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A lien may be given by express contract, or it may be implied from general custom, from the usage of particular trades, from the course of dealing between the particular parties to the transaction, or from the relations in which they stand, as principal and factor. Green v. Farmer, 4 Bur. 2221. In Kirkman v. Shawcross, 6 T. R. 14, it was held, that where certain dyers gave general notice to their customers, that on all goods received for dyeing, after such notice, they would have a lien for their general balance, a customer dealing with such dyers, after notice of such terms, must be taken to have assented to them, and thereby the goods became charged with such lien, by force of the mutual agreement. But in many cases the law implies a lien, from the presumed intention of the parties, arising from the relation in which they stand. Take the ordinary case of the sale of goods, in a shop or other place, where the parties are strangers to each other. By the contract of sale the property is considered as vesting in the vendee; but the vendor has a lien on the property for the price, and is not bound to deliver it till the price is paid. Nor is the purchaser bound to pay till the goods are delivered. They are acts to be done mutually and simultaneously. This is founded on the legal presumption that it was not the intention of the vendor to part with his goods, till the price should be paid, nor that of the purchaser to part with his money till he should receive the goods. But this presumption may be controlled by evidence proving a different intent, as that the buyer shall have credit, or the seller be paid in something other than money.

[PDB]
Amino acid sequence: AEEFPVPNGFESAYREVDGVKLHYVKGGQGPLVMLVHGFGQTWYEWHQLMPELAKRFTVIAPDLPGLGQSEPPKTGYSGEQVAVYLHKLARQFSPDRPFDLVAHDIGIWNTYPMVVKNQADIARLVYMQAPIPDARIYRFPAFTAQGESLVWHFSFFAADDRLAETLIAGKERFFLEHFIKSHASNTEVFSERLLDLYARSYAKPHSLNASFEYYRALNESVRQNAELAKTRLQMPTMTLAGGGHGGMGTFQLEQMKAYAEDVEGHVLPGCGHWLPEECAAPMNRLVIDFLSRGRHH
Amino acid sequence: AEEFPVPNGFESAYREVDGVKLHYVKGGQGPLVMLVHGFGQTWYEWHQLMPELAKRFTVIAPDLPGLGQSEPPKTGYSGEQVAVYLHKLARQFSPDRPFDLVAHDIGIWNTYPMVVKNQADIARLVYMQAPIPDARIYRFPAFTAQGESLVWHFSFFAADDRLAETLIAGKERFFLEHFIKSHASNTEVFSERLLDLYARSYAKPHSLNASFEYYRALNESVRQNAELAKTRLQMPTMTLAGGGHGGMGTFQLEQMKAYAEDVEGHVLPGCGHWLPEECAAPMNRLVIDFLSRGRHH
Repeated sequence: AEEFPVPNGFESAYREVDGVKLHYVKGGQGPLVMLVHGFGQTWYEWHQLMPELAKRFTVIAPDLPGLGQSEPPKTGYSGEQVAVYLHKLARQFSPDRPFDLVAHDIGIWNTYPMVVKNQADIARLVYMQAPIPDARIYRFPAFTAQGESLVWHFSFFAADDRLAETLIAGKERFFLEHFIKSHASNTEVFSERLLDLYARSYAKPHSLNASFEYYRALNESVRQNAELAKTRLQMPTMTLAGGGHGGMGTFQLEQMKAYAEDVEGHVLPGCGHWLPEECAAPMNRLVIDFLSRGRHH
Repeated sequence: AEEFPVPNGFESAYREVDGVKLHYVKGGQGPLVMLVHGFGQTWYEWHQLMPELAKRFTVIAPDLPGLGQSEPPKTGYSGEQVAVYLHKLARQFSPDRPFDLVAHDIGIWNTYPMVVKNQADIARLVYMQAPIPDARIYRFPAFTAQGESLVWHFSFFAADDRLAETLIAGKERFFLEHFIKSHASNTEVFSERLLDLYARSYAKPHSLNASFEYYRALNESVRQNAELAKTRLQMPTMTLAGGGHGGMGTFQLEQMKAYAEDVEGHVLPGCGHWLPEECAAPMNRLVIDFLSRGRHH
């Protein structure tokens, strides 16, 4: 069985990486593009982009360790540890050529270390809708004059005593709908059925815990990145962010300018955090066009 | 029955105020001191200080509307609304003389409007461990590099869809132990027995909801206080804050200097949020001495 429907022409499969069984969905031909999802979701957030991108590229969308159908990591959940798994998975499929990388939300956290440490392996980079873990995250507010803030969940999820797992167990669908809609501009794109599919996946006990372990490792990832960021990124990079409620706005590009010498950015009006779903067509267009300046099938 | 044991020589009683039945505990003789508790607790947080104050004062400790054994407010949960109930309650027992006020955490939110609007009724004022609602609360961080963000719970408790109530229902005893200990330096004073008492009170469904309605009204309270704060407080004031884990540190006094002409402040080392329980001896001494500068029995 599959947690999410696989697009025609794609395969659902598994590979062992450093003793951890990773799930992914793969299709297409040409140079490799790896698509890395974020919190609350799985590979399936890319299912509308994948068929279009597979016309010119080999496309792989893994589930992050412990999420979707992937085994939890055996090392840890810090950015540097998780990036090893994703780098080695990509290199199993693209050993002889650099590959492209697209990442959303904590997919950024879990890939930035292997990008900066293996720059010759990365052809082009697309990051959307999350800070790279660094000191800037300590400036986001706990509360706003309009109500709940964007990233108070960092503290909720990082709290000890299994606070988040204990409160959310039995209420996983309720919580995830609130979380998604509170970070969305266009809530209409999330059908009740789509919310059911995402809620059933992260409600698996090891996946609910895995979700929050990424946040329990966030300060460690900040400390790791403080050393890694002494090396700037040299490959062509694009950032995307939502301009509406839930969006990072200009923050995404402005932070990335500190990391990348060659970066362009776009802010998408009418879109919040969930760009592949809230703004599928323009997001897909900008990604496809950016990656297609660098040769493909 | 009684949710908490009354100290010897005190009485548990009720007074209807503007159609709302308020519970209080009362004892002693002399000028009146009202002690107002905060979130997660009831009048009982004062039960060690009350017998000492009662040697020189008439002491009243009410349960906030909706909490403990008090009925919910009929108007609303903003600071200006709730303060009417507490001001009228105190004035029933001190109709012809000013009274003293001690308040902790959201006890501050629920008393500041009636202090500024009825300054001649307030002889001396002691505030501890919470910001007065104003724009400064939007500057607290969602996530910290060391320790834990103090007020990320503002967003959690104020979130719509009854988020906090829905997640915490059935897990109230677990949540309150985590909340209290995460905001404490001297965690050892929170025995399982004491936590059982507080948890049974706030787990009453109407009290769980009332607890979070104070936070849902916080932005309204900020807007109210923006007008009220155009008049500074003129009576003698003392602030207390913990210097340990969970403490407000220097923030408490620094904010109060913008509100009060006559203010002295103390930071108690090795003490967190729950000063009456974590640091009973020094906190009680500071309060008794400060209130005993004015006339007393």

In the present case, the duty of the plaintiff to pay the stipulated reward arises from the promise contained in his advertisement. That promise was, that whoever should return bis watch to the printing office should receive twenty dollars. No other time or place of payment was fixed. The natural, if not the necessary implication, is that the acts of performance were to be mutual and simultaneous, — the one to give up the watch, on payment of the reward ; the other to pay the reward, on receiving the watch. Such being, in our judgment, the nature and legal effect of this contract, we are of opinion that the defendant, on being ready to deliver up the watch, had a right to receive the reward, in behalf of himself and his son, and was not bound to surrender the actual possession of it, till the reward was paid ; and therefore a refusal to deliver it, without such payment, was not a conversion.